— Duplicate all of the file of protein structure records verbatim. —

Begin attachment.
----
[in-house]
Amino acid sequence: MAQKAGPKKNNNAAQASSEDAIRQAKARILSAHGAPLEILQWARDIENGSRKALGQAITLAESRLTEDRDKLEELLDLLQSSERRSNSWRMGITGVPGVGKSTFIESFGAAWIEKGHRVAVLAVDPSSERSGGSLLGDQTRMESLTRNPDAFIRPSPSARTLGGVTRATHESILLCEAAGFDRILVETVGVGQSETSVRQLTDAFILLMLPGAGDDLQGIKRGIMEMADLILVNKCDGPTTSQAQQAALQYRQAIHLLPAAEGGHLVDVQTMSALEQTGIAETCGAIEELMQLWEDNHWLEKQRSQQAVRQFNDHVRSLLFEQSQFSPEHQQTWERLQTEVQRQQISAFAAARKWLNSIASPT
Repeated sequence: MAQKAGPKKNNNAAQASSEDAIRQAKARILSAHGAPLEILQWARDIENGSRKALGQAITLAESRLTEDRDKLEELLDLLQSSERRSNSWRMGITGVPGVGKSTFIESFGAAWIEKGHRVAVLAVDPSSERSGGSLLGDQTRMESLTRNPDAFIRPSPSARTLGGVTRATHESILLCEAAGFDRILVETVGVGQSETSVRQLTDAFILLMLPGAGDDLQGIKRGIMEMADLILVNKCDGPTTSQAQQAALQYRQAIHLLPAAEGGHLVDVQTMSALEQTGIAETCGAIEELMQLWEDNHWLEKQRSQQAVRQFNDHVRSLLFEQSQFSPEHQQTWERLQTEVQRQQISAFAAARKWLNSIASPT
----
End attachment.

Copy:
[in-house]
Amino acid sequence: MAQKAGPKKNNNAAQASSEDAIRQAKARILSAHGAPLEILQWARDIENGSRKALGQAITLAESRLTEDRDKLEELLDLLQSSERRSNSWRMGITGVPGVGKSTFIESFGAAWIEKGHRVAVLAVDPSSERSGGSLLGDQTRMESLTRNPDAFIRPSPSARTLGGVTRATHESILLCEAAGFDRILVETVGVGQSETSVRQLTDAFILLMLPGAGDDLQGIKRGIMEMADLILVNKCDGPTTSQAQQAALQYRQAIHLLPAAEGGHLVDVQTMSALEQTGIAETCGAIEELMQLWEDNHWLEKQRSQQAVRQFNDHVRSLLFEQSQFSPEHQQTWERLQTEVQRQQISAFAAARKWLNSIASPT
Repeated sequence: MAQKAGPKKNNNAAQASSEDAIRQAKARILSAHGAPLEILQWARDIENGSRKALGQAITLAESRLTEDRDKLEELLDLLQSSERRSNSWRMGITGVPGVGKSTFIESFGAAWIEKGHRVAVLAVDPSSERSGGSLLGDQTRMESLTRNPDAFIRPSPSARTLGGVTRATHESILLCEAAGFDRILVETVGVGQSETSVRQLTDAFILLMLPGAGDDLQGIKRGIMEMADLILVNKCDGPTTSQAQQAALQYRQAIHLLPAAEGGHLVDVQTMSALEQTGIAETCGAIEELMQLWEDNHWLEKQRSQQAVRQFNDHVRSLLFEQSQFSPEHQQTWERLQTEVQRQQISAFAAARKWLNSIASPT